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Sennheiser CXC 700 Noise-canceling headphones review

Make the noise quiet and the music loud

Some of our articles are written by people outside of our usual writing team. They're typically Crutchfield employees in other departments, but we'll sometimes feature articles written by folks from outside the company as well.


Any college student will tell you that noise can be a constant distraction in daily life. From busy sidewalks to crowded common areas, you find yourself in a state of constant auditory chaos that can be maddening. When I got the opportunity to try out the new Sennheiser CXC 700 noise-canceling headphones, I was excited. Try out a $200 pair of headphones for free? Why, certainly!

On the surface

The new CXC 700’s come out of the box looking sleek and clean, in typical Sennheiser fashion. The headphones come with a 54-inch cord, which provides plenty of length for jittery and active people, and attached to said cord is one of my favorite bits of headphone gadgetry, a volume controller.

The volume control on the CXC 700’s is in a slide bar format, something I greatly preferred over the typical “push the button for this set amount  of more noise” configuration I’ve experienced on other headphones.  This gives you greater precision in volume control.

The volume controller is also where the CXC 700’s noise-canceling features are located. There is an easy “slide and pop” housing for the AAA battery required to operate the noise-canceling modes as well as the switches to operate all of the features for Sennheiser’s NoiseGard™ technology (more on that later).

The only downside to the housing is that it has the tendency to weigh down the cord awkwardly. While the controller sliding off my desk has never once wrenched the cord out of the headphone jack, it still provoked a terrifying moment of panic when I saw it slip off the edge.

That said, however, the controller is situated perfectly for on the go use. Placed nearer the headphones on the 54-inch cord, the volume control resides at the perfect length to be stored in a pocket without straining the length of cord reaching to the headphones themselves. Its placement also ensures it sits at the opening of whatever storage compartment is being used, making it easy to grab and utilize the controller.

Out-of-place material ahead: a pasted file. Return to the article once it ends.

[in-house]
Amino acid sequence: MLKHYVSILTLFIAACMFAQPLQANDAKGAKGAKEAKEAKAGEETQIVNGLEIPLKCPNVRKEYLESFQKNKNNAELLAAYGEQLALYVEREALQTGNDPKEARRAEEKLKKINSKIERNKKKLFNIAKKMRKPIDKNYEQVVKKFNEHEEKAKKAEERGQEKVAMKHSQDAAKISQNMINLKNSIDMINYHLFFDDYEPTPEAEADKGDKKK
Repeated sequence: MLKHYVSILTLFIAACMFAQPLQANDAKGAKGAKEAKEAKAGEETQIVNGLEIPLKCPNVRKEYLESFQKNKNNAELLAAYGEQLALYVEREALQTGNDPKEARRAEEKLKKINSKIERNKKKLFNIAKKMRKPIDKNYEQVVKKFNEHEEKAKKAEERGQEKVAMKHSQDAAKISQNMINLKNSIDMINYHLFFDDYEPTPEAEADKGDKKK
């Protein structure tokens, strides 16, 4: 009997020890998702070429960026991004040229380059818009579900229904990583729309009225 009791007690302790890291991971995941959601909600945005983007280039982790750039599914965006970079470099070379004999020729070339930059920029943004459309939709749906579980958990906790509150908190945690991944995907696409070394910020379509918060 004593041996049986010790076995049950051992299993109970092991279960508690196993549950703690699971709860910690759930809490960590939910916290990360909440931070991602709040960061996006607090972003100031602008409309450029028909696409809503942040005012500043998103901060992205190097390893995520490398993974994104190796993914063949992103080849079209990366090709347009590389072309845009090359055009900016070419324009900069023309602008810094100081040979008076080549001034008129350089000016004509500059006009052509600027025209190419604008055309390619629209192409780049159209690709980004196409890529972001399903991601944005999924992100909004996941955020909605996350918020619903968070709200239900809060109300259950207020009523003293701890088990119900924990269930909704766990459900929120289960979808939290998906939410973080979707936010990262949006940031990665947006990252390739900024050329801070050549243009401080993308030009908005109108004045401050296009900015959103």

The CXC 700’s come with three various sized rubber ear bud sleeves, as well as an airline adapter, headphone adapter, cleaning tool and a conveniently sized carrying case. Everything you need for travel headphones.

Noise cancelation

Noise cancelation is one of those luxury features that someone on my budget can’t spare money for. Thanks, college. Nevertheless it’s a feature that I swoon at having, and I was eager to see just how well noise canceling on in-ear headphones would work.

On the CXC 700’s, Sennheiser provides a set of NoiseGard noise-cancelation features. There are multiple settings options, including talk-through capability.

Activating noise canceling is as easy as flipping a switch, which is precisely what you do. On the volume controller, the frame surrounding the volume control is the “on, off” switch for noise cancelation. Once activated a red LED indicator lights up to let you know it’s active. From here, you have three different noise-canceling modes to optimize noise cancelation for particular environments.

  • Mode 1: Optimized for commutes on trains, subways, buses, cars and short distance flights. Effective primarily for low-frequency noise (100-400 Hz).
  • Mode 2: Optimized for longer flights on large passenger aircraft and air conditioning systems in office buildings. Effective primarily for mid-frequency noise (400-3000 Hz).
  • Mode 3: Optimized for on-the-go use in crowded environments or other loud surroundings. Effective primarily for wide-frequency noise (100-3000 Hz).

If you’re like me, when you first look at this you probably think, “Well that’s unnecessary.” It may not be absolutely necessary, but guess what? It’s amazing. Between the different modes there is a noticeable difference in the cancelation response.